War of the Words- Creative Change Makers Conference 2020

My takeways from a poster making and writing workshop, run as part of the Creative Change Makers Conference 2020

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In a world overly saturated with images, the importance of carefully chosen words can sometimes get forgotten. Especially when trying to get an important message across, one's choice of words can be the difference between inspiring curiosity or aversion, hope or fear, action or apathy.  A prime example of effective messaging has been the Conservative general election campaign's slogan of "Get Brexit Done". This short snappy phrase was unfortunately not trying to make the world a better place. However, for people trying to make a positive change in the world, this can be a learning point. This is what Naresh Ramchandani- writer, environmental activist and leader of this Creative Change Makers workshop- urged us to do. Our task was to make a poster focusing on the message we wanted to get across rather than imagery. In a few short words we had to create a call to arms, a message that will inspire action for our chosen cause.

What I found most inspiring about the workshop was being surrounded by such a diverse group of people who all cared deeply about making a positive impact, in whatever small or large way. The task required a lot of collaboration, as it is unsurprisingly hard to whittle down ideas about complex global issues into four or five concise and compelling words. The result was a plethora of creative messages, tackling topics ranging from the climate crisis to learning to love yourself.

The topic I chose to tackle was the impact of university fees and the subsequent debt that young people become burdened with have on student's perceptions of their future possibilities as well as the way that society s a whole views education. When education becomes centred around money and viewed as a business, I believe an important aspect of it is lost. Students feel trapped by their debt and less free to pursue the less well-trodden (and perhaps more creative) paths after they have completed their degrees, getting funnelled into grad jobs. If people have more time and freedom to develop their interests and creative ideas, then they might go into jobs which contribute more to society. The message I landed on was "Uni Debt Kills Our Hope" and I couldn't help but to be a bit visually creative with the poster template.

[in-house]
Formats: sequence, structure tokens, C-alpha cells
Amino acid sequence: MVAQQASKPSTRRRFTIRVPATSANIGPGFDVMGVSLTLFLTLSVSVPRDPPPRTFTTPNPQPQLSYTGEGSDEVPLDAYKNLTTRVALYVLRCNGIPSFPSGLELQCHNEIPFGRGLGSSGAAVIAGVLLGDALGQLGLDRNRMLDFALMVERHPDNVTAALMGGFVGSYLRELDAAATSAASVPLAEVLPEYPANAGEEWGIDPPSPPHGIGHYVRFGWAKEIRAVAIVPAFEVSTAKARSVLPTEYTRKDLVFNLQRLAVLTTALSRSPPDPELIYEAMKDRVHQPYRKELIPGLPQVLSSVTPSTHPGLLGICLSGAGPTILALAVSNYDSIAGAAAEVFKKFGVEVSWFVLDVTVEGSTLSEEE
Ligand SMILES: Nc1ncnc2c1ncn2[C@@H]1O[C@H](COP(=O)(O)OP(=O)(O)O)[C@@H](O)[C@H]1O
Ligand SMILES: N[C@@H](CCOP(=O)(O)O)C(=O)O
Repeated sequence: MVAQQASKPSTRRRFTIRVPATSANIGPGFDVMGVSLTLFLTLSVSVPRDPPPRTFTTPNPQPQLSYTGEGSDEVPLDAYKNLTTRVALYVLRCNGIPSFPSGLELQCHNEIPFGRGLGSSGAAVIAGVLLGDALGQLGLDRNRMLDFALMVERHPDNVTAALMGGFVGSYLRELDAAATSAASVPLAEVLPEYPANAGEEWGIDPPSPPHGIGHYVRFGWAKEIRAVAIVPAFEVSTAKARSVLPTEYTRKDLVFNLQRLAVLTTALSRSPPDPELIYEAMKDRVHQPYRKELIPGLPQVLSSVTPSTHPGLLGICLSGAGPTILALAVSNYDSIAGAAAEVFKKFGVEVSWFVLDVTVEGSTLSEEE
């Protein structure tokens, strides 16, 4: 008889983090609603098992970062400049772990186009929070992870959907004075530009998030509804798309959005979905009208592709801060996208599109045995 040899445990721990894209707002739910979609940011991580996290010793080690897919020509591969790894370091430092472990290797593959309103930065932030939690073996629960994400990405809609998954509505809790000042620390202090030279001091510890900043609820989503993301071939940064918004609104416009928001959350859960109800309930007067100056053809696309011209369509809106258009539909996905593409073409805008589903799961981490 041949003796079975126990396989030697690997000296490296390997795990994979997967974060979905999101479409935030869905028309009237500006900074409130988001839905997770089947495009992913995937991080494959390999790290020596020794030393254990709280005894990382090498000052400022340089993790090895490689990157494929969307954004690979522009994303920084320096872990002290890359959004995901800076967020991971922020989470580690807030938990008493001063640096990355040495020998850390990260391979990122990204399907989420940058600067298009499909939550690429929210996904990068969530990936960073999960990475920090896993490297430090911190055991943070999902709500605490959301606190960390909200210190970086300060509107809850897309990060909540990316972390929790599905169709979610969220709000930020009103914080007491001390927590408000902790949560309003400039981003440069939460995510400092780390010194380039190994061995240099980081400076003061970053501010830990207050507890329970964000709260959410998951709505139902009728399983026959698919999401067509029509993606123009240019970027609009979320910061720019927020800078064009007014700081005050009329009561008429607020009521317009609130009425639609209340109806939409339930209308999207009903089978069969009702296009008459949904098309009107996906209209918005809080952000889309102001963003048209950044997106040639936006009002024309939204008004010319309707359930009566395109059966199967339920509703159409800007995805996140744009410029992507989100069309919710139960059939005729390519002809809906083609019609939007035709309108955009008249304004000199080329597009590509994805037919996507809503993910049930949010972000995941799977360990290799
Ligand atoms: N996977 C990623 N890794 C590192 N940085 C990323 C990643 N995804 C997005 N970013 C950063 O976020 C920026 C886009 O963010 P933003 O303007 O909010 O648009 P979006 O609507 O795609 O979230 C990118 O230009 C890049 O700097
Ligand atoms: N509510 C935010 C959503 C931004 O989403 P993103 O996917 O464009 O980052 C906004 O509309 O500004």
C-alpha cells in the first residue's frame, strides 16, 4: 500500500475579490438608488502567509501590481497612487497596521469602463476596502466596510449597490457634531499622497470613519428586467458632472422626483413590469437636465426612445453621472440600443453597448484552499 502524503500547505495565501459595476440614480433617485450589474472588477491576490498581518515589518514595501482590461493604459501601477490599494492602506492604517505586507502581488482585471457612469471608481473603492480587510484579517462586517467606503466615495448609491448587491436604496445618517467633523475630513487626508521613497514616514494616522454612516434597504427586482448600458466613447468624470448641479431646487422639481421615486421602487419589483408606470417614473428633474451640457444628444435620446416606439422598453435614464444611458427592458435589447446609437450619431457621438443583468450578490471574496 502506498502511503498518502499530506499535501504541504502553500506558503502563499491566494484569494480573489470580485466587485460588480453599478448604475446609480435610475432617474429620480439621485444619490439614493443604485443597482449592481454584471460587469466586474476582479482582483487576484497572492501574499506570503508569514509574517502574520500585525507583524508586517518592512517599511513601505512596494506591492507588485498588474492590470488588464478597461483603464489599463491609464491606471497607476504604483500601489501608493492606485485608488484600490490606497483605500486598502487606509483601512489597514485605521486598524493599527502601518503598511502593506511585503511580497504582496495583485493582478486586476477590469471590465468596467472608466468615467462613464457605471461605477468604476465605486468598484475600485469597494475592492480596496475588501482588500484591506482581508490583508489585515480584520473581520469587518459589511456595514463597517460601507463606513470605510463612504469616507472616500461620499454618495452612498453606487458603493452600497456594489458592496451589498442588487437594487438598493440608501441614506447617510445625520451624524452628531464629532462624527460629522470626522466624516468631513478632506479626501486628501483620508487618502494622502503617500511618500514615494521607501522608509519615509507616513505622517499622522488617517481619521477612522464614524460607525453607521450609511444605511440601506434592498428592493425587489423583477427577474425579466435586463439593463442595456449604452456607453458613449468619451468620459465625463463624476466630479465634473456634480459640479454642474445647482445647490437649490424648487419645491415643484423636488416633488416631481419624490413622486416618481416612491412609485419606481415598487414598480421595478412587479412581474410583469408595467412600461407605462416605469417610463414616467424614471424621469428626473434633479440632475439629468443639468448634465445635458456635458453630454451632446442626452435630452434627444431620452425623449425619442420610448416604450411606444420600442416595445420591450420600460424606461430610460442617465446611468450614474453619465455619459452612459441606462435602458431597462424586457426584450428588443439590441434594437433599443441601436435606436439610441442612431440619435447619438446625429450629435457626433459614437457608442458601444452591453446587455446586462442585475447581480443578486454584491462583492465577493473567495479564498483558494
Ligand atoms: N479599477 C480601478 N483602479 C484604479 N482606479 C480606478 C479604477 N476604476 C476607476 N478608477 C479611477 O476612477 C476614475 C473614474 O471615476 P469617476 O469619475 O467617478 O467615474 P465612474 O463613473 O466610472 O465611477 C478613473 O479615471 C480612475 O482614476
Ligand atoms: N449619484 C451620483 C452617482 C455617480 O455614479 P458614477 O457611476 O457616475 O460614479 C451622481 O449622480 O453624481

While I only attended one workshop, the whole Change Makers Conference was organised by Creative Conscience, an organisation which aims to support creative projects which address pressing social, political and environmental issues. The conference was a chance to bring together lots of different like-minded people to share world changing ideas which can make a collective impact. There was a real focus in urging creative people to use their abilities to make a social impact, in whatever field they work or are interested in. The Creative Conscience awards supports young people who have innovative ideas and are already working to make their creative visions a reality. There was so much inspiring work on display from graphic novels about tackling bullying to educational apps to help people remember knowledge through song lyrics. Even though not everyone's preferred output is artistic or musical, creativity is invaluable in any field of work. It is sorely needed to come up with sustainable solutions to problems which seem unsurmountable at the present moment.

Jasmine Onstad

Student, Berlin School of Mind and Brain, Humboldt Universität zu Berlin

I am a postgraduate philosophy student at the Berlin School of Mind and Brain. I love doing research in philosophy because I am constantly expanding my knowledge and perspective in new and surprising ways. I am from London but grew up around the world in Amsterdam, Nairobi and Johannesburg. My research brings together psychology, philosophy and politics. I aim for my work to be as interdisciplinary as possible, encompassing theoretical explorations as well as empirical research. In my first period of Laidlaw research, I reviewed the psychological literature on cognitive biases and developped a model for understanding the internal and environmental factors which lead to polarization. In my second research period, I applied this knowledge directly to politics, focusing on the role of flawed individuals in a democracy. With the rise of populism and the current breakdown of democratic processes globally, it is not a stretch to say that many modern democracies are failing. How much does this have to do with the irrational tendencies of individuals and how much is down to failures in the democratic institutions themselves? My research applies the findings of cognitive bias research to the political sphere and uses it as a jumping-off point to explore the ways that democracy must be adapted to combat new challenges posed by technology and our evolving understanding of human nature.